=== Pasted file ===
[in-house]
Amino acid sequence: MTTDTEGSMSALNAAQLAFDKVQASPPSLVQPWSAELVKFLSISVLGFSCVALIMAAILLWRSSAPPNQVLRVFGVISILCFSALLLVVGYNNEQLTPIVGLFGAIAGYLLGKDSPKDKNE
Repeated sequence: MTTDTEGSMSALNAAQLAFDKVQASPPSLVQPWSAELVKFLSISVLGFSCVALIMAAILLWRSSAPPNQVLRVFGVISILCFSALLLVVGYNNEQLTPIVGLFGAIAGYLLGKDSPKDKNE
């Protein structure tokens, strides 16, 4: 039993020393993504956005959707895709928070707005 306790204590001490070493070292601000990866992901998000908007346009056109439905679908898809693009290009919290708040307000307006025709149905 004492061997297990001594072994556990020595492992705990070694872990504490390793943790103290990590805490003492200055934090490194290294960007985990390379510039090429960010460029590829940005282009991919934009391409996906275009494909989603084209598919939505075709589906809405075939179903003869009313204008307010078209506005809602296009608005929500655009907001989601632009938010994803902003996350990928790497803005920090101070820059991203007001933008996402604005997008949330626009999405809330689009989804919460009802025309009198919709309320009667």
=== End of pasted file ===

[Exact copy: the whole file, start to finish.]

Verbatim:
[in-house]
Amino acid sequence: MTTDTEGSMSALNAAQLAFDKVQASPPSLVQPWSAELVKFLSISVLGFSCVALIMAAILLWRSSAPPNQVLRVFGVISILCFSALLLVVGYNNEQLTPIVGLFGAIAGYLLGKDSPKDKNE
Repeated sequence: MTTDTEGSMSALNAAQLAFDKVQASPPSLVQPWSAELVKFLSISVLGFSCVALIMAAILLWRSSAPPNQVLRVFGVISILCFSALLLVVGYNNEQLTPIVGLFGAIAGYLLGKDSPKDKNE
């Protein structure tokens, strides 16, 4: 039993020393993504956005959707895709928070707005 306790204590001490070493070292601000990866992901998000908007346009056109439905679908898809693009290009919290708040307000307006025709149905 004492061997297990001594072994556990020595492992705990070694872990504490390793943790103290990590805490003492200055934090490194290294960007985990390379510039090429960010460029590829940005282009991919934009391409996906275009494909989603084209598919939505075709589906809405075939179903003869009313204008307010078209506005809602296009608005929500655009907001989601632009938010994803902003996350990928790497803005920090101070820059991203007001933008996402604005997008949330626009999405809330689009989804919460009802025309009198919709309320009667």